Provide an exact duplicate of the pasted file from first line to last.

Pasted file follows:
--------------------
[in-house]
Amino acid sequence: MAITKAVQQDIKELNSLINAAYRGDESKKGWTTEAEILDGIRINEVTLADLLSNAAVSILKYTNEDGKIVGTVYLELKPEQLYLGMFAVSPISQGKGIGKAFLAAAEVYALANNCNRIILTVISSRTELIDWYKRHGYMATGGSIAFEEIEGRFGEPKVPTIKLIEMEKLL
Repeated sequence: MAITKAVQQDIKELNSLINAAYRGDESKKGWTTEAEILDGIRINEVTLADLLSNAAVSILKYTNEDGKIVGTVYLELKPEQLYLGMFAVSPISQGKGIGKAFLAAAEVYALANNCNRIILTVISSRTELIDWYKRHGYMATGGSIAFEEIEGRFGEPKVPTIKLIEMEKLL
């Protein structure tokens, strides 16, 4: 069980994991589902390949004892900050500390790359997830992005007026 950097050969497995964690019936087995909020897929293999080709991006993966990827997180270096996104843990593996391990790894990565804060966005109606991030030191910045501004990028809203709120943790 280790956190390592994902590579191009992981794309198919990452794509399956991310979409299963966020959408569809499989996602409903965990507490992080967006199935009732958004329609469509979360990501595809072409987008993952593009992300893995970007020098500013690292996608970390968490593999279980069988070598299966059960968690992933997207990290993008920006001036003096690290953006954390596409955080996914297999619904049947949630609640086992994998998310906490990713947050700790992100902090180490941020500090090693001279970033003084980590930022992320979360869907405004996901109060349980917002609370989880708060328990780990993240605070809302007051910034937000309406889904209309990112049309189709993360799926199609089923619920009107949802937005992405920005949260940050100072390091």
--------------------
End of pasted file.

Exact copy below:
[in-house]
Amino acid sequence: MAITKAVQQDIKELNSLINAAYRGDESKKGWTTEAEILDGIRINEVTLADLLSNAAVSILKYTNEDGKIVGTVYLELKPEQLYLGMFAVSPISQGKGIGKAFLAAAEVYALANNCNRIILTVISSRTELIDWYKRHGYMATGGSIAFEEIEGRFGEPKVPTIKLIEMEKLL
Repeated sequence: MAITKAVQQDIKELNSLINAAYRGDESKKGWTTEAEILDGIRINEVTLADLLSNAAVSILKYTNEDGKIVGTVYLELKPEQLYLGMFAVSPISQGKGIGKAFLAAAEVYALANNCNRIILTVISSRTELIDWYKRHGYMATGGSIAFEEIEGRFGEPKVPTIKLIEMEKLL
């Protein structure tokens, strides 16, 4: 069980994991589902390949004892900050500390790359997830992005007026 950097050969497995964690019936087995909020897929293999080709991006993966990827997180270096996104843990593996391990790894990565804060966005109606991030030191910045501004990028809203709120943790 280790956190390592994902590579191009992981794309198919990452794509399956991310979409299963966020959408569809499989996602409903965990507490992080967006199935009732958004329609469509979360990501595809072409987008993952593009992300893995970007020098500013690292996608970390968490593999279980069988070598299966059960968690992933997207990290993008920006001036003096690290953006954390596409955080996914297999619904049947949630609640086992994998998310906490990713947050700790992100902090180490941020500090090693001279970033003084980590930022992320979360869907405004996901109060349980917002609370989880708060328990780990993240605070809302007051910034937000309406889904209309990112049309189709993360799926199609089923619920009107949802937005992405920005949260940050100072390091």